What’s more, you need to resist the impulse to halt your forward movement with a child because of the outburst. As much as possible, ignore the outburst itself, distract the child’s attention from it by acknowledging and validating his frustration, and then slightly tweak the current activity or reassure him that shortly there will be a break.
4. Positively Reinforce and Praise
Many times, even more effective than ignoring and distracting the child is positive reinforcement and praise when the child is behaving appropriately. Although you may feel uncomfortable with it, positive reinforcement more effectively motivates a child than does a punitive reaction to undesirable behaviors.
While it comes quite naturally to extend praise for significant accomplishments, it’s not as obvious how important it is to praise your child for the little victories, such as paying careful attention to instructions, completing a task when asked, or calming down after an outburst.
5. Choose an Appropriate Challenge
Sometimes the disruption is due to despair when the activity is too difficult, or boredom when the activity is not challenging enough. You need to find a challenge that is “just right” — an activity that will require effort while at the same is achievable. If you went too high or too low, tweak the activity to be suitably engaging.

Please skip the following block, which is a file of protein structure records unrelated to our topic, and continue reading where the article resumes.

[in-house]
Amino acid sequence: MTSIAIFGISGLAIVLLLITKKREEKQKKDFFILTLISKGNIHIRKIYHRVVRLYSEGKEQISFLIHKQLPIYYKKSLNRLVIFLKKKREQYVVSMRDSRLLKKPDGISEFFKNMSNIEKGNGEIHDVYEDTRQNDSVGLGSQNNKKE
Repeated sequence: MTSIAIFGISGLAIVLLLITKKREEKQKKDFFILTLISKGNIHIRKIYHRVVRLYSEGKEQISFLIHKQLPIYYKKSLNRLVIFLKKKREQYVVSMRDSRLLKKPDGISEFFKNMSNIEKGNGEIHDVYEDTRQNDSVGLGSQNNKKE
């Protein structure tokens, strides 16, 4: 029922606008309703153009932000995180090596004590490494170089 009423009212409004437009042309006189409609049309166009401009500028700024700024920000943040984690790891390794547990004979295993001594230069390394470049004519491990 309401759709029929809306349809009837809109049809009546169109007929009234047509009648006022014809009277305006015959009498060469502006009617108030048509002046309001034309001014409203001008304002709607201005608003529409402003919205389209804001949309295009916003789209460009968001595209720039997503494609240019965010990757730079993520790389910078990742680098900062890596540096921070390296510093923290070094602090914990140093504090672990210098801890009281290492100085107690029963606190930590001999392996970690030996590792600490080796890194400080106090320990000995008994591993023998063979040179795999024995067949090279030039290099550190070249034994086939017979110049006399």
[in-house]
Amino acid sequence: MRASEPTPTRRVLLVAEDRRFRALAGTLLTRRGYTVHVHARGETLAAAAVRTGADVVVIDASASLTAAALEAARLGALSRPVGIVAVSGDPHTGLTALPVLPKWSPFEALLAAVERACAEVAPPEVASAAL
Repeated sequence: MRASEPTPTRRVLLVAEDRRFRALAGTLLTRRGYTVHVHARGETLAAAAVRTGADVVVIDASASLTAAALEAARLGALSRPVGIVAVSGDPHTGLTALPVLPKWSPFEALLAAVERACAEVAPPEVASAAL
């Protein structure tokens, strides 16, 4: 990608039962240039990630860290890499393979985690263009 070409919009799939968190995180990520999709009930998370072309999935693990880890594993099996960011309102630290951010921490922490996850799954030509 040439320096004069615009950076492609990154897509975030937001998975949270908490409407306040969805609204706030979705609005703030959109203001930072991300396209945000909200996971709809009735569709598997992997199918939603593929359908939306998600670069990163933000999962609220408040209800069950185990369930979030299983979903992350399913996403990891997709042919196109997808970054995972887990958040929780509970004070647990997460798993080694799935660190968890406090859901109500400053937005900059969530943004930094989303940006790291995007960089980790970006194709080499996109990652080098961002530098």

6. Allow for Some Choice and Compromise
At one point or another, your client will be asked to engage in a task she just doesn’t want to do. To reverse the practically guaranteed non-compliance, consider giving the child a choice between two options.
But make sure that both choices are consistent with the treatment plan. For example, if you want the child to color, but she doesn’t like crayons, don’t ask if she wants to color. Ask, “when you color would you prefer a blue or red crayon?” Or “would you like to use a skinny or fat crayon?”
7. Be Patient
Sometimes you will find that the child’s progress is tortuously slow. When this happens, it can be practically impossible to hide your frustration. Embrace this unsolicited character development opportunity. Train yourself to be patient, which is a virtue in itself. However, in this instance, the benefit is much greater: your client’s continued progress.
It’s Not Really an Option
Although in the heat of the moment it may be difficult to remember, you must know that challenging behaviors are, generally, unrelated to the therapy itself. At the same time, they can’t be ignored. You need to do the best you can when these uninvited problems show up at your session’s door, even if you weren’t specifically trained to address them.
If you are an experienced therapist, by now you know that if you don’t deal with these disruptions quickly and effectively, they won’t disappear by themselves. And if left to continue unchecked they have the potential to disrupt and impair future sessions, putting your clinical effectiveness with this child at risk.
So learn and practice these proven techniques until they become second nature, to bring the kid’s behavior back in line. When you do, your true greatness as a therapist will shine with every child, for your benefit and theirs!